Governor Tom Corbett Signed into Law Act 68
On July 9, 2013, Governor Tom Corbett signed into law Act 68, which amended the Pennsylvania Municipalities Authorities Act (the “Act”) to allow local governments in Pennsylvania to form stormwater authorities. Specifically, Act 68 amended 53 P.S. § 5607, adding “stormwater management planning and projects” as purpose and power for which a municipal authority may be incorporated.
Since the passage of Act 68, stormwater authorities have gained traction in large part because of upcoming changes to the requirements of the Municipal Separate Storm Sewer (MS4) Program, which has been administered by the Pennsylvania Department of Environmental Protection (DEP) since 2003. When first implemented, the MS4 Program focused on the development of programs to facilitate voluntary reductions in stormwater discharges, not specific pollution reduction targets for municipalities. Currently, MS4s are only required to meet specific pollution targets when the MS4 is located in a watershed that discharges to an impaired body of water with a Total Maximum Daily Load (TMDL) Designation. Although there are thousands of miles of impaired waterways in Pennsylvania, only a portion of them have been assigned the TMDL Designation. As a result, compliance costs have been relatively minimal for municipalities to date.
However, changes are on the horizon. DEP has proposed modifications to the MS4 Program, which would expand its scope. These revisions will require all municipalities subject to the MS4 Program, which are located in watersheds that discharge into impaired waterways, even where no TMDL Designation exists, to meet specific pollutant load reduction targets. These changes to the MS4 Program are currently scheduled to go into effect in March 2018. In order to meet these more stringent requirements, many municipalities will need to upgrade their stormwater facilities.
Therefore, municipalities must determine the best way to finance these necessary improvements. One prominent option is the formation of a stormwater authority, as authorized by the 2013 changes to the Act. There are many advantages to the formation of a stormwater authority over a municipality simply charging a new “stormwater tax,” as is now permitted by the Second Class Township Code. Since municipal authorities in Pennsylvania charge a fee and not a tax, the fee is assessed to all property owners in the municipality, including those which are tax exempt. This helps spread the burden of the required improvements to stormwater facilities among as many individuals and entities as possible, and takes into account that tax-exempt properties, such as churches and government buildings, are often some of the largest contributors to stormwater runoff. If a municipality already has an existing authority, the authority may also have increased borrowing power as compared to the municipality, which in turn allows for a more complete and expedient transition to the stormwater facilities necessary to comply with the new MS4 Program.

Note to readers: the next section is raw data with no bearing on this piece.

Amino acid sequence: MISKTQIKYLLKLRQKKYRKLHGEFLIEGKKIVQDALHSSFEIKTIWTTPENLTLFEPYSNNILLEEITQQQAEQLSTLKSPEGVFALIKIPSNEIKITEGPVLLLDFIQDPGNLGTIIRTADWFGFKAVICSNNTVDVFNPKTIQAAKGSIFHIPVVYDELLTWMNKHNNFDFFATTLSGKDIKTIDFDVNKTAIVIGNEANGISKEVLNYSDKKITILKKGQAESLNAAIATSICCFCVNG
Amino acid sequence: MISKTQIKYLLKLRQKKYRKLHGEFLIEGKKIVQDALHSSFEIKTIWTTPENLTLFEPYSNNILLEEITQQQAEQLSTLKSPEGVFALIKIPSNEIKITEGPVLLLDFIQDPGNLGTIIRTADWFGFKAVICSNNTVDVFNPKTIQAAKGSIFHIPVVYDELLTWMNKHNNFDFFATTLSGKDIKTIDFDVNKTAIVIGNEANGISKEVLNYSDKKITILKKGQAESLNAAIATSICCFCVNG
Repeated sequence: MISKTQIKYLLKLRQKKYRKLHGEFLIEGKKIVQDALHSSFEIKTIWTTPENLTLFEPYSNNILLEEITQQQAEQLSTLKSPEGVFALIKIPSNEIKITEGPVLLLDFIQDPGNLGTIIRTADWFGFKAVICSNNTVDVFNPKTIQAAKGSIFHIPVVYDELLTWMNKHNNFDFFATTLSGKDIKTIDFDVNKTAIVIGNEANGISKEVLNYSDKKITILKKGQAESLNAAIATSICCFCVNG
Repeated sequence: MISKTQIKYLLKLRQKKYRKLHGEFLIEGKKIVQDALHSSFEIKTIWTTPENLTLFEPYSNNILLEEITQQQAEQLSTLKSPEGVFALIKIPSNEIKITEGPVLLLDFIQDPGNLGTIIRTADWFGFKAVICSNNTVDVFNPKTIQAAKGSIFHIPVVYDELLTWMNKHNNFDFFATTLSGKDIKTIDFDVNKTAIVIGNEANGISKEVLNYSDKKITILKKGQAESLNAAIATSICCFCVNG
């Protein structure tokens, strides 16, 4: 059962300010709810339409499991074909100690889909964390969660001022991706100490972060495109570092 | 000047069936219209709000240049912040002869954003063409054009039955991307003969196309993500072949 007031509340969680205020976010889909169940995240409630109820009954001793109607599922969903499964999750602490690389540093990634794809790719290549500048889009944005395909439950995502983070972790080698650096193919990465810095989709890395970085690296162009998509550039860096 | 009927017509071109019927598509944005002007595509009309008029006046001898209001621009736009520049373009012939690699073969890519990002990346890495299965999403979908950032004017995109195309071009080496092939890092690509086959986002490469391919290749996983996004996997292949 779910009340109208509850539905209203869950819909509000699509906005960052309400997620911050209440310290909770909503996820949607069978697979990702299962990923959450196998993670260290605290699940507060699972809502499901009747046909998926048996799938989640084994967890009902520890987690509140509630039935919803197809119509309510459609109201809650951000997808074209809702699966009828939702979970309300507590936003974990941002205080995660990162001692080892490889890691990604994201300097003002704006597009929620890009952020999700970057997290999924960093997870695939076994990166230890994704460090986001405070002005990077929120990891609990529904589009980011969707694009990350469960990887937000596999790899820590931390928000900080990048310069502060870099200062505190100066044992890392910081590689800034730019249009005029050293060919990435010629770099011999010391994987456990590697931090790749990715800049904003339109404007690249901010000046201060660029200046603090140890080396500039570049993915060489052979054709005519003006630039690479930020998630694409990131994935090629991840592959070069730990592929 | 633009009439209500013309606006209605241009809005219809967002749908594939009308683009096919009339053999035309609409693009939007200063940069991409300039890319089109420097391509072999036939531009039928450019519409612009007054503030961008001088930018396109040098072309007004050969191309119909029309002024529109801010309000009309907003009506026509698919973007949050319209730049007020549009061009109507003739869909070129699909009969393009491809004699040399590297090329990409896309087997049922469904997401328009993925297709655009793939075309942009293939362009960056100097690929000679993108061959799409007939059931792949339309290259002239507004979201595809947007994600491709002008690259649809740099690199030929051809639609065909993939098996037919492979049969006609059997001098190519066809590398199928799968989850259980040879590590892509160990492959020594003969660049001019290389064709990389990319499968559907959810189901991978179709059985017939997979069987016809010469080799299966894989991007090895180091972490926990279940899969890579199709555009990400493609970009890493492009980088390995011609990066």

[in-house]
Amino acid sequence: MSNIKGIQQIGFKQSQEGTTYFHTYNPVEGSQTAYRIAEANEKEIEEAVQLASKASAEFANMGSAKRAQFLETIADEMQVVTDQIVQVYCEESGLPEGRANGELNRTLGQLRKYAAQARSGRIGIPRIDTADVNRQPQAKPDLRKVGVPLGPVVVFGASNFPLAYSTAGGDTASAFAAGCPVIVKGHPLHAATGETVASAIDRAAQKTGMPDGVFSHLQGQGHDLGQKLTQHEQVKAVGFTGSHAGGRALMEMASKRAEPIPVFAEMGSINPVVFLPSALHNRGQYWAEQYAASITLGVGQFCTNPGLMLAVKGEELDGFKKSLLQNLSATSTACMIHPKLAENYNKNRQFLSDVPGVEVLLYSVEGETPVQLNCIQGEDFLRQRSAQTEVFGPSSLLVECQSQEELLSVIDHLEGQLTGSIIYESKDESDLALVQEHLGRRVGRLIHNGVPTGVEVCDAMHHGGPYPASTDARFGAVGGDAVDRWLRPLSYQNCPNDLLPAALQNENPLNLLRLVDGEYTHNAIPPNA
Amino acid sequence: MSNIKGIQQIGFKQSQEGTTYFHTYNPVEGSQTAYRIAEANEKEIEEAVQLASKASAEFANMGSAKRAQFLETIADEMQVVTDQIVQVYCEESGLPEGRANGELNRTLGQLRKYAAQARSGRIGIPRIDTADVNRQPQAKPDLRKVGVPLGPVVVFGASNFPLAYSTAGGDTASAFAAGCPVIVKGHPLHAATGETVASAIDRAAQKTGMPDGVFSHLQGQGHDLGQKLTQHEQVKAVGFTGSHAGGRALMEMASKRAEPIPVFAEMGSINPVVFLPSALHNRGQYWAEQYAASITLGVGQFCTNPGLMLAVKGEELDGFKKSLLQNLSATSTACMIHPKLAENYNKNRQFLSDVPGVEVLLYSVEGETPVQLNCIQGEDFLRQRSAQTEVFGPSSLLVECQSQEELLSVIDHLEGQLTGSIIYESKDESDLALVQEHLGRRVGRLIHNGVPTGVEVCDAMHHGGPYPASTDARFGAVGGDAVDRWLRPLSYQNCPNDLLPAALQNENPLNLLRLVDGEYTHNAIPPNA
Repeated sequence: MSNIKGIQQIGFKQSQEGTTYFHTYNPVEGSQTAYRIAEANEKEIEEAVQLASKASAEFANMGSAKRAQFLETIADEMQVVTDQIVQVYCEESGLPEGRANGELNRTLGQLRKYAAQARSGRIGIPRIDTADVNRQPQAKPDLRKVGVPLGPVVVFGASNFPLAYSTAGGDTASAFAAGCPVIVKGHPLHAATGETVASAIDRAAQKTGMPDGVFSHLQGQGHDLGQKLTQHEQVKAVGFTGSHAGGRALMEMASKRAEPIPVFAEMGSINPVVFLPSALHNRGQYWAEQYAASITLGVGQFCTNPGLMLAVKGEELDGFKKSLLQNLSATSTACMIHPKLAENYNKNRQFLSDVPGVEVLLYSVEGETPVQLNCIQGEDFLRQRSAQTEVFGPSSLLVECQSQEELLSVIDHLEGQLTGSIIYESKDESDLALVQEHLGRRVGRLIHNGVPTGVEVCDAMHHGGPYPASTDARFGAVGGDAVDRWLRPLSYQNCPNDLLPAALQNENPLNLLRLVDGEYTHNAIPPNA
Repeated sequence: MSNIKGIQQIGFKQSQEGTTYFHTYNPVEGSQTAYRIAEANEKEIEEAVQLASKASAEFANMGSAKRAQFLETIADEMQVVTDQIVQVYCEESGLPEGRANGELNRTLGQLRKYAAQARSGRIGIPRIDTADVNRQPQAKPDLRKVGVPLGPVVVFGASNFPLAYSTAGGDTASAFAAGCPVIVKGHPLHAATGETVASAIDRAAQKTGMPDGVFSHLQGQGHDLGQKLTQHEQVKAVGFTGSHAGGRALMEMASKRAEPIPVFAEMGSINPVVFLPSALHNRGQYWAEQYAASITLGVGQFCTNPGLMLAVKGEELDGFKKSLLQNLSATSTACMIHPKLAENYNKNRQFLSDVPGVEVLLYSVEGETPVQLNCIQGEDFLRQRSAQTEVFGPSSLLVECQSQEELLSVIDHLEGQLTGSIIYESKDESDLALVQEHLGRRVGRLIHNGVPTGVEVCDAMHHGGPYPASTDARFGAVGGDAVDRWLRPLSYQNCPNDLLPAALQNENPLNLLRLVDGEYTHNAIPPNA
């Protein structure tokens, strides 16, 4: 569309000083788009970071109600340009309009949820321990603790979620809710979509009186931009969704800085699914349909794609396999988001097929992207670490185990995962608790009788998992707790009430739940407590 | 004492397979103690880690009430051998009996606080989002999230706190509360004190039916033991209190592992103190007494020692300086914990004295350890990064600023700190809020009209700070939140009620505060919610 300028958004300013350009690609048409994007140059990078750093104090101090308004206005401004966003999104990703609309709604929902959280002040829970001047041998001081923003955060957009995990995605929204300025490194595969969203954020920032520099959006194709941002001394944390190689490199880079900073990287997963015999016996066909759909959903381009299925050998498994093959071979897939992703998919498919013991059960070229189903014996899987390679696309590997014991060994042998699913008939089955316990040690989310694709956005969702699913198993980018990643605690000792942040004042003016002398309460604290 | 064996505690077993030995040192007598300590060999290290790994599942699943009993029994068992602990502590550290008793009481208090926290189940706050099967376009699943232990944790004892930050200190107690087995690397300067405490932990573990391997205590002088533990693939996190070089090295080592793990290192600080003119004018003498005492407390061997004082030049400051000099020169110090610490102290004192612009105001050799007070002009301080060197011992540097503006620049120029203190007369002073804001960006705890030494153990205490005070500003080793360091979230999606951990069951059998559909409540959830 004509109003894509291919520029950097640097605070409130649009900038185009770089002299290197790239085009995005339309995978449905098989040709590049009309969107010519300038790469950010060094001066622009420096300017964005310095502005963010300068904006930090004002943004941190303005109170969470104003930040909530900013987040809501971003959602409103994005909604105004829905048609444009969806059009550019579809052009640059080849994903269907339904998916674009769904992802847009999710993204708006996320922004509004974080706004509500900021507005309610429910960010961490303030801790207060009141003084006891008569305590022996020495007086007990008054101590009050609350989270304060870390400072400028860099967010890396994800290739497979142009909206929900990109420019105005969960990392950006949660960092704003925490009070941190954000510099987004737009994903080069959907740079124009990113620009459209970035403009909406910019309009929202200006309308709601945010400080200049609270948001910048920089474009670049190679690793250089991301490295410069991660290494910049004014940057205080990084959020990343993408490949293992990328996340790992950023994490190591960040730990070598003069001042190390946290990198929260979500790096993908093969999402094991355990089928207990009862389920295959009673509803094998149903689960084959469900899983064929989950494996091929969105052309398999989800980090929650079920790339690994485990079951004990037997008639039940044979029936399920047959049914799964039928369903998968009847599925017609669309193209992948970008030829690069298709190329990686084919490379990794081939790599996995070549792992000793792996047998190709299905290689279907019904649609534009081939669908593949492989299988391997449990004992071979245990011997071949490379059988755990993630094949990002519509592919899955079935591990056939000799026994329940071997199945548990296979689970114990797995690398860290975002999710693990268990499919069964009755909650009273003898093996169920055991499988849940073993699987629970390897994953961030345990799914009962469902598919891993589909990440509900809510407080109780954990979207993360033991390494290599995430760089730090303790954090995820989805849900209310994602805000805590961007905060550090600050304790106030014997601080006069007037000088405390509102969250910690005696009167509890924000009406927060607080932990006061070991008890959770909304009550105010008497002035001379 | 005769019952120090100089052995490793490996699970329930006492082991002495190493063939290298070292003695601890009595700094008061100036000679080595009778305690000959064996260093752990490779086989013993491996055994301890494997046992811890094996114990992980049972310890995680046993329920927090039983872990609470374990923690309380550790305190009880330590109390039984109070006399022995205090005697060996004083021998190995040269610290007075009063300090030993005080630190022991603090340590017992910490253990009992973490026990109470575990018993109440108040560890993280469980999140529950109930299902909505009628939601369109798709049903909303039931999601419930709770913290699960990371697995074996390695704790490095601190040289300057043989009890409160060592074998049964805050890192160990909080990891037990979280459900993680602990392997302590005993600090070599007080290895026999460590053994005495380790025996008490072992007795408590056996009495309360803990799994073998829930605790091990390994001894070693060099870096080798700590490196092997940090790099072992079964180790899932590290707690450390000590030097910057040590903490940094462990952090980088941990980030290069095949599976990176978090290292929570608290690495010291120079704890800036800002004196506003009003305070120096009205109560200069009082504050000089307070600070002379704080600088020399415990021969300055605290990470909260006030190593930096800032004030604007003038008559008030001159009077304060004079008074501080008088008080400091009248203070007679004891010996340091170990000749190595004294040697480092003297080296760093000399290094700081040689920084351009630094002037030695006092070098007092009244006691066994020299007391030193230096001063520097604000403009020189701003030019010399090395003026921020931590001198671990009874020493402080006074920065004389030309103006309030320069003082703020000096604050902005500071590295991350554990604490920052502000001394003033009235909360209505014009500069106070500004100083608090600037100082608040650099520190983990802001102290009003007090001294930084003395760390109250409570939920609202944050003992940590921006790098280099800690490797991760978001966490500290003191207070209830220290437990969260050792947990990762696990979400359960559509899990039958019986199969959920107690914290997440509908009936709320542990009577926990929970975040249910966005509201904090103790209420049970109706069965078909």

There are three main steps that must be taken in order to form a stormwater authority:
- Identify All Stormwater Facilities and the Work to Be Done: This can be especially challenging, especially where stormwater facilities were originally built many decades ago, but it is imperative to identify not only those facilities in the public right-of-way, but also those that are on private property and connect to the stormwater system. It is only through this inventory of existing facilities that the municipality’s engineer can begin to devise a plan to upgrade the stormwater system to the necessary level. Once that plan is laid out, the engineer will make a determination regarding how much each property will pay in stormwater fees. This fee is based on the number of Equivalent Residential Units (ERUs) which are assigned to each property and the cost of each ERU.
- Transfer of Power to Regulate and/or Ownership of Stormwater System: The municipality must make a determination about how it would like the newly formed authority to operate. The municipality can maintain ownership of the facilities and lease the system to the authority for operation, maintenance, and setting of rates and charges, or transfer ownership of the stormwater system completely to the authority and give it the power over all aspects of the system. However, the municipality will remain the entity responsible for any non-compliance with its MS4 Program requirements in all cases.
- Acceptance of Operating Power by Newly Formed Authority: The newly formed authority must formally accept this grant of authority and/or ownership of the stormwater system. The authority must file its Articles of Incorporation (if it is a new authority) or amend its Articles (if stormwater is being added to the powers of an existing authority), and draft rules and regulations that will govern the implementation of the stormwater fee and the use of the stormwater system.
The process to form a stormwater authority is complicated and must be followed precisely. CGA Law Firm has recent, relevant experience in this area. If you have any questions regarding the formation of a stormwater authority in your municipality, please contact a member of the CGA Municipal Group at (717) 848-4900.
This article was included in the December 2017 edition of CGA Law Firm’s Municipal Newsletter.